The dull disappointment of oncoming winter is nothing new to the triathlete. For some reason, my friends seem to train in some sort of fog of denial as they acknowledge in disbelief that cold slap in the face; the moment you first realize that your knickers and windbreaker will no longer hack it on canyon descents. Whining and moaning they retreat to their caves, be it basement trainers or gym treadmills to work out their salvation among the herd of New Years resolutions and college students. While I wholeheartedly admit it is impossible to avoid the indoor training altogether if you intend on staying fit through the winter, I cannot help but feel a slight sense of glee with the first drop of freezing rain. It means I will have virtually all my favorite training grounds to myself for up to five long months. With the proper gear, winter training can be absolute bliss. There’s a completely different vibe among the outdoor athletes you occasionally run into in the ‘off season’. Cyclists that barely glanced in your direction during the summer, though you've passed them daily for months, now offer a friendly “Hello”. Any runners you see on the muddy trails deep in the mountains give a familiar smirk as they pass. The smirk that says you’re running with one foot in crazy. The smirk that acknowledges you’re one of them, and believe me, there’s more of them gallivanting about the trails and ice covered roads than you think. They’re an amazing group of people hell-bent on living life in all it’s seasons, and it’s time you crawled out from your cave and joined them.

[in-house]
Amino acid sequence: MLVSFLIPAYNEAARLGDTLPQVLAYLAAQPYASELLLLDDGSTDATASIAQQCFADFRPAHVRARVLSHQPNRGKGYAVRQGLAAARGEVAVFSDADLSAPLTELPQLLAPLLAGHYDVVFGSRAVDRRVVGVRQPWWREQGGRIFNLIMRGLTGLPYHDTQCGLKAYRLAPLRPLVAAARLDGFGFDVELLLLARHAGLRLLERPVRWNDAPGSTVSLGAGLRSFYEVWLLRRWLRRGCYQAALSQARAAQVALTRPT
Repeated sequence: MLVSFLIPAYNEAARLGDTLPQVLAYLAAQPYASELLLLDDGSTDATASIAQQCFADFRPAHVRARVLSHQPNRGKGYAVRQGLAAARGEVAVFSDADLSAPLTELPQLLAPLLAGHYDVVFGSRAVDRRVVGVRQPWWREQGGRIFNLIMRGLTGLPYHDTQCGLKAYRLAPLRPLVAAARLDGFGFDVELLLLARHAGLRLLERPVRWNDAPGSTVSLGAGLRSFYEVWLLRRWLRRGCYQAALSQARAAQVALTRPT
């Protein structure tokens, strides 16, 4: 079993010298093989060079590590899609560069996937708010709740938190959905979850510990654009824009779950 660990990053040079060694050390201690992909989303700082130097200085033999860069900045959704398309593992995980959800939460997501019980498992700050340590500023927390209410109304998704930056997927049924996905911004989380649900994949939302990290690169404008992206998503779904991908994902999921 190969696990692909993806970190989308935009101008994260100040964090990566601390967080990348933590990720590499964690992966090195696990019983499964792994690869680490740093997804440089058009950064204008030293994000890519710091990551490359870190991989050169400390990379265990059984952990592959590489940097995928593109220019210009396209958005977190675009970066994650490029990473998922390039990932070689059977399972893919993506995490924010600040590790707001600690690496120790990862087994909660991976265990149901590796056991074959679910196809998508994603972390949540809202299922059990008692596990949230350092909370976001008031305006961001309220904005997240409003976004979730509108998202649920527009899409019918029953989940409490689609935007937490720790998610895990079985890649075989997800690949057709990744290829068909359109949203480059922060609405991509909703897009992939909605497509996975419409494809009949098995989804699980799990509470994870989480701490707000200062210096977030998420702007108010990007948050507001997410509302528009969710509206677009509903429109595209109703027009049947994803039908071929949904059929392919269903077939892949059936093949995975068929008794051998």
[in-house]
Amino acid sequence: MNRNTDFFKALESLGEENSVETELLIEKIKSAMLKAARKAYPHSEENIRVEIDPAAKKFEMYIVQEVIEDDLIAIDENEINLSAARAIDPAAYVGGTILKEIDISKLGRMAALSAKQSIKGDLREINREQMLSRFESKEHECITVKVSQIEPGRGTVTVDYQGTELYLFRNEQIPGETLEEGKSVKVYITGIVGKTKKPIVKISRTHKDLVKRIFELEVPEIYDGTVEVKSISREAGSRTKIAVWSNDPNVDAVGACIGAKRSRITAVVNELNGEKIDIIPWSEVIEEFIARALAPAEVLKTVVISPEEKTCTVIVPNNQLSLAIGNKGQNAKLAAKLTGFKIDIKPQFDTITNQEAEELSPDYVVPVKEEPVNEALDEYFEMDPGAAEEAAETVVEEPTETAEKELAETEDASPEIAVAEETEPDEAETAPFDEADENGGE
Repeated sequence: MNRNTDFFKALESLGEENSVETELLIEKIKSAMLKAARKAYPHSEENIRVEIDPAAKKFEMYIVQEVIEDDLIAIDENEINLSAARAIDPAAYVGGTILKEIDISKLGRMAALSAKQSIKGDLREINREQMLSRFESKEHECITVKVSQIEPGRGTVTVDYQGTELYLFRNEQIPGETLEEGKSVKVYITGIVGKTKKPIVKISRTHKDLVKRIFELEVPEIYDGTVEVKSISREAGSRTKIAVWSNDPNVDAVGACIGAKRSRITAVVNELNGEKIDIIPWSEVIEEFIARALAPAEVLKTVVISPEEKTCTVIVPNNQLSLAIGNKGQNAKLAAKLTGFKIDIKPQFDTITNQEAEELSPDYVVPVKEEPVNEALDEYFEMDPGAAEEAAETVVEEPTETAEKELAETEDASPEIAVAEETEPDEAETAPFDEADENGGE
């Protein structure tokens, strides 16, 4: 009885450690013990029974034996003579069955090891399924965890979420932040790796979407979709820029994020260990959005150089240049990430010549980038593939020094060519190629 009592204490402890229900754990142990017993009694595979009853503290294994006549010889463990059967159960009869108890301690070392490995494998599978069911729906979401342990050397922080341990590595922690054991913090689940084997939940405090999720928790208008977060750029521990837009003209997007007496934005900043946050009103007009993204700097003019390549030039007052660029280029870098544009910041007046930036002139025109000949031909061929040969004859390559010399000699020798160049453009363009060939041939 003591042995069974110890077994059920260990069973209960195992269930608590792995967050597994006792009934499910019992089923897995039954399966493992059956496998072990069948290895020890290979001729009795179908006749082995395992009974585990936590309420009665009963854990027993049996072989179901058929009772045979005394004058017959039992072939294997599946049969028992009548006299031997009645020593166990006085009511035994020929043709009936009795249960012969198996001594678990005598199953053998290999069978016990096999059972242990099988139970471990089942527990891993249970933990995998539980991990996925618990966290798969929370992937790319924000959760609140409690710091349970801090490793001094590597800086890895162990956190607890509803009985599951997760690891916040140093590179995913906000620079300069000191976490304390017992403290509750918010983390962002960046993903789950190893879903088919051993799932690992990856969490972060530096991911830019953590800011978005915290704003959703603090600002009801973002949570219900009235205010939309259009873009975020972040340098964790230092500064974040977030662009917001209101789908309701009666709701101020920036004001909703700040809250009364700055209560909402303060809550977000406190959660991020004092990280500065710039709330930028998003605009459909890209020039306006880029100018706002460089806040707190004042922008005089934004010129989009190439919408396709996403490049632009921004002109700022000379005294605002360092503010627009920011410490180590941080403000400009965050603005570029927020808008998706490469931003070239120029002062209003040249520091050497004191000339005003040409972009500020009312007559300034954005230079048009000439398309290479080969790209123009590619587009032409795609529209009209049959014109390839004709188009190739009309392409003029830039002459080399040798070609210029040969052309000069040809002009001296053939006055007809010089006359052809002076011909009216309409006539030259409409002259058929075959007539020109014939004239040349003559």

In my own search for shoes to run in through the winter, I stumbled upon many solutions, some helpful and some... well, not so much. More than a few people mentioned the practice of putting small screws into the soles of an old pair of shoes. I see two problems with this; one, it’s an OLD pair of running shoes (the one’s you were supposed to throw out because they’re ruining your feet) and two, they always followed up this piece of advice with a funny story about how the screw made it’s way through the shoe and embedded itself neatly into the foot of one of their training buddies. Enough said. Yaktrax were another suggestion. A great alternative for icy roads, but people seem to have problems keeping them properly placed and functional in mud and on trails. There were also a few complaints that the coils upset foot placement and made their contact with the road a bit “off”. Still, it’s better than being stuck indoors. Another suggestion was to only run on plowed roads. This wasn't a bad suggestion except that snow seems to trap the car exhaust even worse than in the summer and can make running in suburbs and the city a bit miserable. Not to mention dodging sliding cars driven by texting 16 year olds. Seemed I was going to have to eek it out in the city and make do like everyone else. Somehow, a random search engine result landed me on the page of a Swedish shoe brand called ICEBUG. After glancing at the shoes, I frantically searched for an English translation. If anyone knows ice, it’s Scandinavia and their shoes didn't disappoint.